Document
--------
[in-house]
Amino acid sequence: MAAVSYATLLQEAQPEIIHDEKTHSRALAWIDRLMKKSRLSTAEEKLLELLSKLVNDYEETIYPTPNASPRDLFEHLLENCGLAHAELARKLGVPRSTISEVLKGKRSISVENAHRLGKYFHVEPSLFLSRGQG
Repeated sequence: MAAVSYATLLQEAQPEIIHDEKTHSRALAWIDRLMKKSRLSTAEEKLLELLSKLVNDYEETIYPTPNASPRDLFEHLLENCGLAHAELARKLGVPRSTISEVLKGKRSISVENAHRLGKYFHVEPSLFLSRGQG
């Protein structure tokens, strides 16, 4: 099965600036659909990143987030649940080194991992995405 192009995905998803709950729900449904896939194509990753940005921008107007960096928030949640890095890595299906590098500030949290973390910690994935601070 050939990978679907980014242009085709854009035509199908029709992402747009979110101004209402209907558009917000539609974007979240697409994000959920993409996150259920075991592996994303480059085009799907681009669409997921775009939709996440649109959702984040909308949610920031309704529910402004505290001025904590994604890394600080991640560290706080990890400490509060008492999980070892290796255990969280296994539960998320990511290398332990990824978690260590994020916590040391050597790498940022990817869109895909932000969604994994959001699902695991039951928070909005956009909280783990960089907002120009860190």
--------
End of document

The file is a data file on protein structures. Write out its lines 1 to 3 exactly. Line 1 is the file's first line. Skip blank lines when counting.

[in-house]
Amino acid sequence: MAAVSYATLLQEAQPEIIHDEKTHSRALAWIDRLMKKSRLSTAEEKLLELLSKLVNDYEETIYPTPNASPRDLFEHLLENCGLAHAELARKLGVPRSTISEVLKGKRSISVENAHRLGKYFHVEPSLFLSRGQG
Repeated sequence: MAAVSYATLLQEAQPEIIHDEKTHSRALAWIDRLMKKSRLSTAEEKLLELLSKLVNDYEETIYPTPNASPRDLFEHLLENCGLAHAELARKLGVPRSTISEVLKGKRSISVENAHRLGKYFHVEPSLFLSRGQG